The World is Mine

TODAY, upon a bus, I saw a lovely girl with golden hair.  I envied her; she seemed so happy, and I wished I were as fair.  When suddenly she rose to leave, I saw her hobble down the aisle.  She had one leg and wore a crutch; and as she passed – a smile.  O God, forgive me when I whine.  I have two legs.  The world is mine.

AND then I stopped to buy some sweets.  The lad who sold them had such charm; I talked with him – he seemed so glad – and as I left he said to me: “I thank you, you have been so kind.  It’s nice to talk with folk like you.  You see,” he said, “I’m blind.”  O God, forgive me when I whine.  I have two eyes.  The world is mine.

LATER, walking down the street, I saw a child with eyes of blue.  He stood and watched the others play.  It seemed he knew not what to do.  I stopped a moment, and then I said:  “Why don’t you join the others, dear?”  He looked ahead without a word, and then I knew – he could not hear.  O God, forgive me when I whine.  I have two ears.  The world is mine.

WITH legs to take me where I’d go – with eyes to see the sunset’s glow – with ears to hear what I would know – O God, forgive me when I whine.  I’m blessed indeed.  The world is mine!

Times to Hold On - Times to Let Go

There may be times when we need to hold on and hold on for dear life. But there are also times when we need to let go in order that life can resume and carry on.

Some of us have held on tightly to marriages that have bloomed, blossomed, and then died; and we don’t know what to do – there is a time to hold on – and there is a time to let go.

Some of us have held on tightly to jobs that have demanded and confiscated all the time and energy we could muster, and crushed our spirits and brought us to the brink of depression and despair – and there is a time to hold on – and a there is a time to let go.

Some of us have held on tightly to beliefs and convictions that haven’t made much sense – in fact, they have been dissonant and distancing and destructive; and we’re perpetually caught in the throes of indecision – there is a time to hold on – and there is a time to let go.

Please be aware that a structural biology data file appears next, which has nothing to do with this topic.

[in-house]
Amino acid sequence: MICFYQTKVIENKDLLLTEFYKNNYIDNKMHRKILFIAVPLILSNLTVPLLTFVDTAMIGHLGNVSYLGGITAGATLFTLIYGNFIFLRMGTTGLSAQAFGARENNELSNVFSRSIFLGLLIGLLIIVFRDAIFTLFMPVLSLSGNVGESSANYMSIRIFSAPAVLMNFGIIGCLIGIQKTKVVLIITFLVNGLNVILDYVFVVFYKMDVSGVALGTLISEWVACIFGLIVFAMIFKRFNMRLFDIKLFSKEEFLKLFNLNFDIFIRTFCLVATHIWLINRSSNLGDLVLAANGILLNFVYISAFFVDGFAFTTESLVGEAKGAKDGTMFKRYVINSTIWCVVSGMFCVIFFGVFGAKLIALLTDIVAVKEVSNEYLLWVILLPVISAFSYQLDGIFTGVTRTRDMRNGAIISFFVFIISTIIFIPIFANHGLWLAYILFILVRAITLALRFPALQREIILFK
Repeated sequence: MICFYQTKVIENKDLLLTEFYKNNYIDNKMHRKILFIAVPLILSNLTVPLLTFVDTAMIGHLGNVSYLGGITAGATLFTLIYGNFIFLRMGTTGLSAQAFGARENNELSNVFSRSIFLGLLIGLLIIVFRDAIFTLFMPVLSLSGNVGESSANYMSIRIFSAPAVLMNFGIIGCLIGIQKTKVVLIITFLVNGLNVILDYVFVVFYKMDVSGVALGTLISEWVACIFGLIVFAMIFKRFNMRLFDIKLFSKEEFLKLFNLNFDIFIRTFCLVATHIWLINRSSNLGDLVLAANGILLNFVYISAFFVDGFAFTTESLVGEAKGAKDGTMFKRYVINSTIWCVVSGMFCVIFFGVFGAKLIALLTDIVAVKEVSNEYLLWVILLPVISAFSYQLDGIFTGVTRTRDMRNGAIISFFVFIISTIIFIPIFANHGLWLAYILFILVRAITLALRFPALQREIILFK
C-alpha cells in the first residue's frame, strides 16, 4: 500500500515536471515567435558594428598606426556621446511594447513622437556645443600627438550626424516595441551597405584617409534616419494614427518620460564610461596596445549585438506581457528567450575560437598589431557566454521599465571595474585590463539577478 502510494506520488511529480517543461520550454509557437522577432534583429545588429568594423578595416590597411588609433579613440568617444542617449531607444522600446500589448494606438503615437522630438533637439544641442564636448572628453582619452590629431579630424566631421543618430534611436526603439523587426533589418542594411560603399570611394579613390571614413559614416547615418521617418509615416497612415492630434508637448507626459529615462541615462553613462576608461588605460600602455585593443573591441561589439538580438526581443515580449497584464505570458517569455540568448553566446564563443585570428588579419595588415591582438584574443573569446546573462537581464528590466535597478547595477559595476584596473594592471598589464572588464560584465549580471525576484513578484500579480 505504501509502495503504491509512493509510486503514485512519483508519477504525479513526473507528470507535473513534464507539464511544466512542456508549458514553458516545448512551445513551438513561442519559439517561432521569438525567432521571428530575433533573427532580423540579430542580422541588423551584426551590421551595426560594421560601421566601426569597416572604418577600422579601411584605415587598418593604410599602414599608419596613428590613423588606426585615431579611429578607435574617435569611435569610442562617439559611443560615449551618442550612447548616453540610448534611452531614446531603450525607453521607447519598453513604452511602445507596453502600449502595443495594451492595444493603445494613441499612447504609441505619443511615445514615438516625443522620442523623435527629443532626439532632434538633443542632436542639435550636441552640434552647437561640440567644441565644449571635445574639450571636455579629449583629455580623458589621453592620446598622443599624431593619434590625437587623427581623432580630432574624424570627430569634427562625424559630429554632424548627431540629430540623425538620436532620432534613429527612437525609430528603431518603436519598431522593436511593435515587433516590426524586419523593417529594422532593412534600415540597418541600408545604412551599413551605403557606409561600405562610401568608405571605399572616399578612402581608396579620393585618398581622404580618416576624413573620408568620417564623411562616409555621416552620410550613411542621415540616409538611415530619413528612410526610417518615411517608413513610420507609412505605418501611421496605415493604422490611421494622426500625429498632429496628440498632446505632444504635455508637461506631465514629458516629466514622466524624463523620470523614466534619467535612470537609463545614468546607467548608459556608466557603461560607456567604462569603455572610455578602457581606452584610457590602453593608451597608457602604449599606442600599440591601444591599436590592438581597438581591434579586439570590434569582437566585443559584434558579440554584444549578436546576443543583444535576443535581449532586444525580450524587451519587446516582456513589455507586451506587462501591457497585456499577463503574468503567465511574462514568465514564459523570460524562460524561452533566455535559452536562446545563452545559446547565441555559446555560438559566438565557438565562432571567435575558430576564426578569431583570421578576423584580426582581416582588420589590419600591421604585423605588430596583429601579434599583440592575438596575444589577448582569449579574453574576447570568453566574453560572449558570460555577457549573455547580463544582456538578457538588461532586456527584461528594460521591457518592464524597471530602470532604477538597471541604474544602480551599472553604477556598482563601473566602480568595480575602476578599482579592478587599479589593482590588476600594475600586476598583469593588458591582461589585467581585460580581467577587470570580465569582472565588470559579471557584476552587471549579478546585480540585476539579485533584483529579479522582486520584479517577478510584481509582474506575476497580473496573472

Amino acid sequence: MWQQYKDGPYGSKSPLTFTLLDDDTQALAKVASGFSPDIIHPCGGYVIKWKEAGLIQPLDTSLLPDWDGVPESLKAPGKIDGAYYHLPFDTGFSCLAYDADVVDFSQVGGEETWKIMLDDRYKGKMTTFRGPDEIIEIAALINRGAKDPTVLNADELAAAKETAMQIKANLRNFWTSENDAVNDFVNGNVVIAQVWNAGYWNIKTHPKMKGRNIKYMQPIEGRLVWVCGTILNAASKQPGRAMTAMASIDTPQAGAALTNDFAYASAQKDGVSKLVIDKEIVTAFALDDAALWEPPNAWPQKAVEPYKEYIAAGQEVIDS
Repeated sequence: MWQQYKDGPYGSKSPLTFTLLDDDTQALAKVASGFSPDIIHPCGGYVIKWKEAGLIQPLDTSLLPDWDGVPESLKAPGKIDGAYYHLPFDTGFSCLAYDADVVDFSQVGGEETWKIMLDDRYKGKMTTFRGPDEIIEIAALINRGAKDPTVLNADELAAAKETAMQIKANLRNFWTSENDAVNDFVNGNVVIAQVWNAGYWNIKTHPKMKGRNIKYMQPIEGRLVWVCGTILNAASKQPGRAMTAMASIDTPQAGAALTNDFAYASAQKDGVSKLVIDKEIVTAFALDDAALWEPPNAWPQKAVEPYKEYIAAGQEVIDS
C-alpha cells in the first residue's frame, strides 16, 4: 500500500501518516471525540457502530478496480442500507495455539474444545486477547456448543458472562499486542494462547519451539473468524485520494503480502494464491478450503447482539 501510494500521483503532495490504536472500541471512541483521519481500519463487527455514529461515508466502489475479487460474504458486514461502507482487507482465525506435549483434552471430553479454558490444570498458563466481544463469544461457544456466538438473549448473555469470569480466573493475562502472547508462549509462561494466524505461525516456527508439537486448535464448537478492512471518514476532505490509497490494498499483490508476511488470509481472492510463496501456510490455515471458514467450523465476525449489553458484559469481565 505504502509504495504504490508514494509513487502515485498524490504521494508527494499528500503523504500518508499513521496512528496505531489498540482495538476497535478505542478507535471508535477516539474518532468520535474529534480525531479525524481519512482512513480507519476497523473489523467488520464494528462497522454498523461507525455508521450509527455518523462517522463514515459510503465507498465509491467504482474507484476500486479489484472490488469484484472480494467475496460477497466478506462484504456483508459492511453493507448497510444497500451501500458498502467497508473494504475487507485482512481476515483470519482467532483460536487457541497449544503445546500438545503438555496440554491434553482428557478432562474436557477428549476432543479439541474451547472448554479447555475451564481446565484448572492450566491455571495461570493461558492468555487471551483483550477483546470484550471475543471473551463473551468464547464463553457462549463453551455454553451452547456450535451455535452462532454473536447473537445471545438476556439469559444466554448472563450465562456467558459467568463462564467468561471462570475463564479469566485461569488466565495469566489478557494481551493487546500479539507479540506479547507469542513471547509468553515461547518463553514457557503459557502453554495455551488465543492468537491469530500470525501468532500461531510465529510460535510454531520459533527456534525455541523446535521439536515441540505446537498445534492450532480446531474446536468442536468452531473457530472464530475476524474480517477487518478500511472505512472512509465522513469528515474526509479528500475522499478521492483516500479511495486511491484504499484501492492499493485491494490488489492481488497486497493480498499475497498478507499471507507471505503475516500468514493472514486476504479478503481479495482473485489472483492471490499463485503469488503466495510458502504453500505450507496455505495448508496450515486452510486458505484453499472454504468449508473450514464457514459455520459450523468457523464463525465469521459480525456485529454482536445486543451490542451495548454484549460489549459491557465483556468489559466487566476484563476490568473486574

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To Look, To Help, To Grow

Looking out his window on a weekday morning, Nachman of Bratzlav noticed a disciple of his, Chaikel by name, rushing along the street. Rebbe Nachman opened the window, called out to Chaikel, and invited him to come inside. Chaikel entered the home; and Rebbe Nachman said to him, “Chaikel, have you seen the sky this morning?” “Yes, Rebbe.” “Tell me, please, Chaikel, what did you see in the street?” “I saw people, carts, and merchandise. I saw merchants, peasants, men and women – all coming and going, selling and buying.”

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How can we become better people?

How can we improve ourselves and become better people? I want to share with you a conversation that I overheard.

I have no idea what came before or what came after, but this was the part that I heard: the woman said, “Let him live on campus, George.” The man: “No!” The woman: “Why not?” The man answered, “Because I said no; and what would he think of me if I backed down?”

That fragment of dialogue has stayed with me. It has stayed with me for two reasons. One, because this is the season of the year when we are taking an account of our behavior; and the other reason, because we have all said similar words like that of the man. Haven’t we? Don’t we all take positions and then feel too embarrassed to back down?

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Our Memory Fails Us

We often find ourselves divided – wife, husband, partner, sibling, child, parent, friend. Things happen. We both experience them.

You see them your way – colored by experiences in your past, or by resentment, or impatience.

I see them my way – colored by fear and pride – by the fact that I am myself and I am not you.

So, our memories of what happened were different from the start.  And then, before we knew it, memories hardened into myths and myths into dogma.  We stared across the chasm, but we didn’t see each other.

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The Gift of Religion

The gift of religion is an understanding of what it means to be a human being – what we can do, what we can hope for, how we can live with purpose, and what is expected of us.  It is a celebration of human freedom, human possibility and human responsibility.

It is a way to live a heroic life, to construct a life devoted to values that are eternal, values of ultimate significance.

The reward of your life is walking the world with a profound faith that you matter, your life matters, your dreams matter.

The Constancies of Our Lives

One of the great constancies of our lives is the possibility for appreciation. But how often do we take time to express it? Ask any family who has lost a loved one, and they will tell you about so many missed opportunities.

With our loved ones, our sense of appreciation teaches us to treasure them constantly. With our health, it teaches us to take care of ourselves and not to neglect ourselves. With our children, it teaches us to cherish them at every age; and with our parents, it teaches us to honor them for who they are, and what they have done, and what they have made of us.

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A Carrot, An Egg, Or Coffee?

A daughter complained to her father about her life and how things were so hard for her. She wanted to give up. She was tired of fighting and struggling. It seemed as one problem was solved a new one arose.

Her father, a chef, took her to the kitchen. He filled three pots with water and placed each on a high flame. Soon the pots came to a boil.

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Rabbi Sally - The People's Rabbi